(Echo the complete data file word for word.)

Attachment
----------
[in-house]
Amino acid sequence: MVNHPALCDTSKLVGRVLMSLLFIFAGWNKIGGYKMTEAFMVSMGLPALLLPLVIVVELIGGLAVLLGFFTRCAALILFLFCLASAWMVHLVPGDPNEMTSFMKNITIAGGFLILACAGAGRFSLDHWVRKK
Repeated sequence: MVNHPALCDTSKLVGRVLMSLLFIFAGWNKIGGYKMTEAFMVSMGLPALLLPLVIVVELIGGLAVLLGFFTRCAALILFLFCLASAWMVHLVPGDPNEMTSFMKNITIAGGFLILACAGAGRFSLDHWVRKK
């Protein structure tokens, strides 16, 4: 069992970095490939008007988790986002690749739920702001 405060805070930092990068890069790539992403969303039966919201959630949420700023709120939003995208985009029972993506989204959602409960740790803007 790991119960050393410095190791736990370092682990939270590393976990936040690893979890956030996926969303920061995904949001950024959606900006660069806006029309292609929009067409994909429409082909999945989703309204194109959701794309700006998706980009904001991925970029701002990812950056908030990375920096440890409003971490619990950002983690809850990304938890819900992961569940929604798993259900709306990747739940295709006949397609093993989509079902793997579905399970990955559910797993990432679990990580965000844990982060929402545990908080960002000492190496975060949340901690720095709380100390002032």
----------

[in-house]
Amino acid sequence: MVNHPALCDTSKLVGRVLMSLLFIFAGWNKIGGYKMTEAFMVSMGLPALLLPLVIVVELIGGLAVLLGFFTRCAALILFLFCLASAWMVHLVPGDPNEMTSFMKNITIAGGFLILACAGAGRFSLDHWVRKK
Repeated sequence: MVNHPALCDTSKLVGRVLMSLLFIFAGWNKIGGYKMTEAFMVSMGLPALLLPLVIVVELIGGLAVLLGFFTRCAALILFLFCLASAWMVHLVPGDPNEMTSFMKNITIAGGFLILACAGAGRFSLDHWVRKK
């Protein structure tokens, strides 16, 4: 069992970095490939008007988790986002690749739920702001 405060805070930092990068890069790539992403969303039966919201959630949420700023709120939003995208985009029972993506989204959602409960740790803007 790991119960050393410095190791736990370092682990939270590393976990936040690893979890956030996926969303920061995904949001950024959606900006660069806006029309292609929009067409994909429409082909999945989703309204194109959701794309700006998706980009904001991925970029701002990812950056908030990375920096440890409003971490619990950002983690809850990304938890819900992961569940929604798993259900709306990747739940295709006949397609093993989509079902793997579905399970990955559910797993990432679990990580965000844990982060929402545990908080960002000492190496975060949340901690720095709380100390002032």